From brownfield to ballfields
This month SELC, representing MountainTrue, resolved the challenge to a brownfields redevelopment plan for a recreation park on the site of a former industrial landfill and waste lagoons in West Asheville. Plans for the park center around the construction of numerous ball fields, trails, and related amenities, which are expected to draw large crowds of visitors.
Yet, when plans were announced, many were wary of drawing large crowds to a spot known for decades as a polluted waste dump. EPA records show that for 77 years up to 30 tons of waste per day were landfilled at the 41-acre site. Details about the contamination were scarce in the brownfields agreement, so SELC and our partner pushed for further disclosure and testing of soil, sediment, and streams to help guide redevelopment. These efforts led, for example, to the discovery of PCB-contaminated soil in a former waste lagoon beside Hominy Creek, in an area planned for use as a greenway. Access to this area will now be restricted, and the greenway corridor will be re-routed.
“Everybody wants kids to have access to great recreation parks; but we also want them to be safe. With the improvements in this settlement, we aim to have both,” said DJ Gerken, Managing Attorney in SELC’s Asheville office. “Meanwhile, we will continue our investigation to make sure BASF remedies historic contamination of this site and Hominy Creek.”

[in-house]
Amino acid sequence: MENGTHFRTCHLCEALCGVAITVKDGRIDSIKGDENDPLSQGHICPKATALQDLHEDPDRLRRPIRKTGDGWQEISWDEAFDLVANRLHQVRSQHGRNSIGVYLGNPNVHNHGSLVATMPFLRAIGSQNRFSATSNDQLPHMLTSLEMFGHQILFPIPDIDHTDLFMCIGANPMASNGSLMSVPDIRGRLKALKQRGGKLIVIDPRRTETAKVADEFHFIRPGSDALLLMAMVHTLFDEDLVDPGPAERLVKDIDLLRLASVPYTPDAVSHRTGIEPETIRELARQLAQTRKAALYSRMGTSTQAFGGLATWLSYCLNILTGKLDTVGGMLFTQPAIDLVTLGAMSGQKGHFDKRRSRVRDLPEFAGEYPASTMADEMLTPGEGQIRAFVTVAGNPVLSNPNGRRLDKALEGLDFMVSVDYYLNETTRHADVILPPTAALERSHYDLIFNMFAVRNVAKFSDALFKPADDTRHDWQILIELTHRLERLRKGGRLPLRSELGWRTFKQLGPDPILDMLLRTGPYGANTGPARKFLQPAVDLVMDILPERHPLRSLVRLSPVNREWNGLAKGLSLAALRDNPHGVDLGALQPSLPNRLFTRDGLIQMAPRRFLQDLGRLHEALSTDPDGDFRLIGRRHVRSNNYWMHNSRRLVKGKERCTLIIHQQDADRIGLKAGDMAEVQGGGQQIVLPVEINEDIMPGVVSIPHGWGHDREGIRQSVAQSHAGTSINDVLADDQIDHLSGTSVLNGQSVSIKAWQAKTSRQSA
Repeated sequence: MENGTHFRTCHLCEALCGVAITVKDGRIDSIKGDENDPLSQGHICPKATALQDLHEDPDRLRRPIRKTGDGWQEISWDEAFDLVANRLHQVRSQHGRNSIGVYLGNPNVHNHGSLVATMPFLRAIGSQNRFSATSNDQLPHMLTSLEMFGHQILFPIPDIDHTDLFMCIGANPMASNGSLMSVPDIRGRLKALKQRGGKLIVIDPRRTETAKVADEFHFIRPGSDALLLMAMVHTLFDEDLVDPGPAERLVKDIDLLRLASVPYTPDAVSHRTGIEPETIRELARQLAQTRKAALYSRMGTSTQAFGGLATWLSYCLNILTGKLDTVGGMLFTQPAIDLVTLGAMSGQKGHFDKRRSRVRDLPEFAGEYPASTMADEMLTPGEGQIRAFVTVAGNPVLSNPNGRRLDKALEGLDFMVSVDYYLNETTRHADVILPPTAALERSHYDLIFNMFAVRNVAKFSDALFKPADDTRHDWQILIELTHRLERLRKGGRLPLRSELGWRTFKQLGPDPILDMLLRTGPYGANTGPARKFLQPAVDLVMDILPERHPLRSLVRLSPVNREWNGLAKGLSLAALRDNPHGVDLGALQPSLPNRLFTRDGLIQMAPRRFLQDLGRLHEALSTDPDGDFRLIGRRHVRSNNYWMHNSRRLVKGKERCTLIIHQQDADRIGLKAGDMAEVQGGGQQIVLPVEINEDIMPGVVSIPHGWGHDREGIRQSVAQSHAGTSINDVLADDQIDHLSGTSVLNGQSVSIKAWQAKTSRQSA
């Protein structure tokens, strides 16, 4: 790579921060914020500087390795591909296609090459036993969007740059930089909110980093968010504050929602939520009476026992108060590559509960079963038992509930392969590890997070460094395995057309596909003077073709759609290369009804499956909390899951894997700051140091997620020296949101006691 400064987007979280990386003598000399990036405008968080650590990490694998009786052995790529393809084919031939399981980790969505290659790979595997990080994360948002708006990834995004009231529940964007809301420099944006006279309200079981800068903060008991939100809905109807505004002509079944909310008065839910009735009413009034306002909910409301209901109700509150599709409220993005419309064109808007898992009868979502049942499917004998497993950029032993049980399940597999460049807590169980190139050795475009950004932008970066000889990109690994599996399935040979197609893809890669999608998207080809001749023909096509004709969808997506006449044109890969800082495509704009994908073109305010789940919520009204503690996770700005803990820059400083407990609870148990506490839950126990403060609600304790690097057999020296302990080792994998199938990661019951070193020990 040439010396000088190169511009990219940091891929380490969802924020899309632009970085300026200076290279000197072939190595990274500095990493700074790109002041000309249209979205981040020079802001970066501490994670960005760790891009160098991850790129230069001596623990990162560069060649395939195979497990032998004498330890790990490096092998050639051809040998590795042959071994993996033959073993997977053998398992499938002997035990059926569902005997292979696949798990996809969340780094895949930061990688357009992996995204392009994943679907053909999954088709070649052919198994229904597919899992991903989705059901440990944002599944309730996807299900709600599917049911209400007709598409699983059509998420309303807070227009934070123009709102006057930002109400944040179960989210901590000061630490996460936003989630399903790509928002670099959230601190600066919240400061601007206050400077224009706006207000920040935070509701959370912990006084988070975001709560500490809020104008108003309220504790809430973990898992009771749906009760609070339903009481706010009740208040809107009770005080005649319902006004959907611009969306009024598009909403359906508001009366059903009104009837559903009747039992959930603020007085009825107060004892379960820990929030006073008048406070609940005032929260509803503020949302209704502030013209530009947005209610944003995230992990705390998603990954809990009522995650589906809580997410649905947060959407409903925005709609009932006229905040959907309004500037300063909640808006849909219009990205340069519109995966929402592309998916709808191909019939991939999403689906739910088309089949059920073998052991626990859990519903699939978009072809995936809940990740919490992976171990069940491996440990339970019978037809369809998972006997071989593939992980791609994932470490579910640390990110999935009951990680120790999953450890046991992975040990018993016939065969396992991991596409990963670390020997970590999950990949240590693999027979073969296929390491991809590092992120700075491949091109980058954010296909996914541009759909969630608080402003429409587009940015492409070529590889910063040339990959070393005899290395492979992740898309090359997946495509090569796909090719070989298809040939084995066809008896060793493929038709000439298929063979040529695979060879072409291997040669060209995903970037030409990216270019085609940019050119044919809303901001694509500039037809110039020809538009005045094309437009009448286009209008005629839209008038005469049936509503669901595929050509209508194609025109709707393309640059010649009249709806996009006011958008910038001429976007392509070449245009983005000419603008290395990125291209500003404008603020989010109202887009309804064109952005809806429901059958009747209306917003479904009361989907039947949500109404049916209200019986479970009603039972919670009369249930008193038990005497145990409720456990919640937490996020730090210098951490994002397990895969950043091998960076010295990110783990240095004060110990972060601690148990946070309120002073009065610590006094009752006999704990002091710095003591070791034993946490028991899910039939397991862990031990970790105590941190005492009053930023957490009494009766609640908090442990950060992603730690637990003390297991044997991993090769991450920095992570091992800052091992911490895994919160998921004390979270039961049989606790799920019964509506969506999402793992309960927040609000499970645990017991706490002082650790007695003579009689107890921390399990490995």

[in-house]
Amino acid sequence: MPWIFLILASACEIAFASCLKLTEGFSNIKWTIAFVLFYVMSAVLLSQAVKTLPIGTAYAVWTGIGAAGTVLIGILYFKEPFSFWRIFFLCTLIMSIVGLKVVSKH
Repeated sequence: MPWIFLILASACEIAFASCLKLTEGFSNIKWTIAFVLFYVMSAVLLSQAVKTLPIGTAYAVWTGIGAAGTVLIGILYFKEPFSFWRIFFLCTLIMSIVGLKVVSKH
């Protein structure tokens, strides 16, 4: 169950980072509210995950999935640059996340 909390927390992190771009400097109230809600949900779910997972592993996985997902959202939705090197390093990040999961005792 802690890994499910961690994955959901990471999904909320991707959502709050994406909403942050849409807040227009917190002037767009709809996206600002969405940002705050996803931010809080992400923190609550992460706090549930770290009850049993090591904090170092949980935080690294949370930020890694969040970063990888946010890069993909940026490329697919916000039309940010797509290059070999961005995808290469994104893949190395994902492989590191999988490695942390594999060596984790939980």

The settlement reached with the North Carolina Department of Environmental Quality confirms an earlier agreement reached between MountainTrue and the developer to fence off areas with contaminated soil and water and to cover additional recreation areas with more clean soil than originally planned so visitors are not exposed to historic contamination at the site.
For decades, the site served as an industrial waste dump for synthetic fabric producer American Enka, which bought the property in 1928. The facility, later operated by BASF, manufactured rayon and nylon there, processes that generated significant quantities of toxic waste. Additionally, the energy-intensive fabrication was fueled by coal and the resulting toxin-laden coal ash was stored on site.
With this agreement, developers are able to move forward with their plan to redevelop the blighted area as a recreational amenity.
For more details on the recent developments and the history of the site, read the Asheville Citizen-Times’ feature article on the redevelopment plans.